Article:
Help support the WCHA Forums by making a tax-deductible donation!

How to rot proof canvas?

Discussion in 'Tips and Tricks' started by NickW, May 17, 2013.

  1. NickW

    NickW New Member

    Hullo,

    I'm new to this forum having been directed here by the folks on the Wooden Boat Forum. I created a thread http://forum.woodenboat.com/showthread.php?163275-How-do-you-rot-proof-canvas-%28canoe-related%29 there with the same title as this one and they recommended I ask here. So,

    Whilst browsing the net I came across this site http://www.bushcraft.ridgeonnet.com/...0tutorials.htm . As you see he is using loom state canvas to cover his canoes. My question is, how rot proof is untreated canvas? My instinctive answer is not very, so I tried a search and came up wih nothing of real value. The only reference I did come across was for a reproofing liquid that was 85% mineral spirits, 12.5% inorganic fillers and 2.5% zinc naphalate which must be the active ingredient. However, the site specifically cautioned against using it on virgin canvas.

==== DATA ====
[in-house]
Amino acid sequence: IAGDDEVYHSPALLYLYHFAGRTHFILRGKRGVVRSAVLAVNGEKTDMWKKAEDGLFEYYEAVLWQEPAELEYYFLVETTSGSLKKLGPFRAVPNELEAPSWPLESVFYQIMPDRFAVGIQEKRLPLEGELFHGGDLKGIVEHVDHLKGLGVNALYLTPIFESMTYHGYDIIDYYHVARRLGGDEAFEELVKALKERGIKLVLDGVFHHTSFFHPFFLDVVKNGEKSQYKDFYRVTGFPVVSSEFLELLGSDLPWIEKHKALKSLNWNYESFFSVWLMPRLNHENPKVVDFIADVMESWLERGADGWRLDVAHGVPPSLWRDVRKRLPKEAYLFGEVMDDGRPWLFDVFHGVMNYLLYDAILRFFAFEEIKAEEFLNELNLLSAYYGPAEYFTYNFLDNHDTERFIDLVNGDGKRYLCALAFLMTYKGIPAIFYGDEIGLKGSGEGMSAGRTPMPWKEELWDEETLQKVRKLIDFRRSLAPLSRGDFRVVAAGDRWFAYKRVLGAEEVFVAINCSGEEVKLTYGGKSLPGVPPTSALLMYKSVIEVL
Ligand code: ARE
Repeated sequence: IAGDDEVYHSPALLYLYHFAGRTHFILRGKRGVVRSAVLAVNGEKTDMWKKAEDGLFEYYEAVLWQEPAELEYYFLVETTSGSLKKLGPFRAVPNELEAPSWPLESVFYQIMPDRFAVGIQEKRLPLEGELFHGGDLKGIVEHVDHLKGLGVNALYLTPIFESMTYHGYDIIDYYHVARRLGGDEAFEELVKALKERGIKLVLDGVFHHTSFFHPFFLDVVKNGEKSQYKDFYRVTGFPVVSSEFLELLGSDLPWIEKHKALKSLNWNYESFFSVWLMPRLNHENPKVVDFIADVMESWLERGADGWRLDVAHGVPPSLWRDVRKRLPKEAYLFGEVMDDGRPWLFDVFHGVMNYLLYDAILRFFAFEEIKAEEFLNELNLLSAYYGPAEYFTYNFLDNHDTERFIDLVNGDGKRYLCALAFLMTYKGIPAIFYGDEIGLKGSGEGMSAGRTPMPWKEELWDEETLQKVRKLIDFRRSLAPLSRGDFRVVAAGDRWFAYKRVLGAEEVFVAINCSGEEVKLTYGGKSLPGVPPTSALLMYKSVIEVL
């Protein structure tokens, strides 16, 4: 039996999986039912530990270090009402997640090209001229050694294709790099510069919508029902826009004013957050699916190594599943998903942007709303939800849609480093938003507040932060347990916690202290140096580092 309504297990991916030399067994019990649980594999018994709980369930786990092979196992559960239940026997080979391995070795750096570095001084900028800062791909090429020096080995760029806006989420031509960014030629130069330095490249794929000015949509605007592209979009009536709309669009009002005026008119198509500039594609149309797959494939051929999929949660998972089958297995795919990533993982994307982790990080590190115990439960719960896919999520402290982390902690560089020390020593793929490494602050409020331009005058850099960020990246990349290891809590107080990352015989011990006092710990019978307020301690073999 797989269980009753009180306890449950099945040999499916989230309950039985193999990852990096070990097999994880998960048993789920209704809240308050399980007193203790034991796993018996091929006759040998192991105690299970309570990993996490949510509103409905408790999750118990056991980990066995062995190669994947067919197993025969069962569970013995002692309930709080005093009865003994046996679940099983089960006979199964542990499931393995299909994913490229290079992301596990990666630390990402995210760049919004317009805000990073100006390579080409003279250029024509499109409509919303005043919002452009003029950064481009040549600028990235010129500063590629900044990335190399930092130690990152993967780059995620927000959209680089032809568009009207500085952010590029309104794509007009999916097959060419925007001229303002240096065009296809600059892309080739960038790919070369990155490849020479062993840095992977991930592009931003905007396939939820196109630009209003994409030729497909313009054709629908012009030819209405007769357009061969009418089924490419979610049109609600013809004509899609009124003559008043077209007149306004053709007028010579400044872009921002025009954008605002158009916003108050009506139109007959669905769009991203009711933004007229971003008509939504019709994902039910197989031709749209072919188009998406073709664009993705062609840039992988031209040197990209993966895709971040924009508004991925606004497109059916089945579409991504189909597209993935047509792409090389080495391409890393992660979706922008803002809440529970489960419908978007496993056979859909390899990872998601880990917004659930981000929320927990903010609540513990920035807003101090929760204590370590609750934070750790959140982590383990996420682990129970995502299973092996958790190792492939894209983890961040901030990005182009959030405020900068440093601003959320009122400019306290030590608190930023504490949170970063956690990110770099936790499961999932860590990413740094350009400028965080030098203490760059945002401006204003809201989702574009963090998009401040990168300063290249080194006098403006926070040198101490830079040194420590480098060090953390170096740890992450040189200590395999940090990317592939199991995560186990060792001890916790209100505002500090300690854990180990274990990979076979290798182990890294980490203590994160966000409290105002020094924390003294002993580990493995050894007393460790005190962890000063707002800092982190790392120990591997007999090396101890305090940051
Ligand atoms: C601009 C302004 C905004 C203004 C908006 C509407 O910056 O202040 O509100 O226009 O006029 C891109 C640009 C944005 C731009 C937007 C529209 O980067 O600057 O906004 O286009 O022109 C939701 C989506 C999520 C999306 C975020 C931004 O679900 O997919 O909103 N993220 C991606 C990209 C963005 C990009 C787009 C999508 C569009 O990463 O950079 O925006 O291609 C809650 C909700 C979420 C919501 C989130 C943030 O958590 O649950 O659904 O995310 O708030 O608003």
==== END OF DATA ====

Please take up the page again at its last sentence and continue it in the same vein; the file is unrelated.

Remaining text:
Would something like cuprinol work, or is there something better.

    Nick
     
  2. Rob Stevens

    Rob Stevens Wooden Canoes are in the Blood

    Generic "Cuprinol" is sold here (Canada) at most hardware stores as clear or green preservative; "protects wood, canvas, and rope against rot, mould, fungus, mildew, decay and woodboaring insects". Clear contains petroleum distillates and zinc naphthenate (the green version contains 2% Copper Naphthenate). Costs $9.99 a gallon (3.78 L)
     
  3. OP
    OP
    NickW

    NickW New Member

    Rod

    Thanks for that. In the UK, Cuprinol products do not seem to contain either Copper or Zinc Naphthenate. According to the Material Safety Data Sheets (MSDS) the products contain "hydrodesulphurised heavy naphtha" which is maybe not the same. I'm no chemist which is why I'm asking.

    Nick
     
  4. OP
    OP
    NickW

    NickW New Member

    Just an update on this. After researching the web and looking at cans in the stores, the only Approved Biocides for wood preservation are PROPICONAZOLE, IPBC (3-Iodo-2-propynyl-n-butylcarbamate) and DICHLOFLUANID. I'm guessing that both Copper and Zinc Naphthenate are now banned products (or at least non-Approved) in the UK and I imagine the same is true for the rest of the EU.

    Nick
     

Share This Page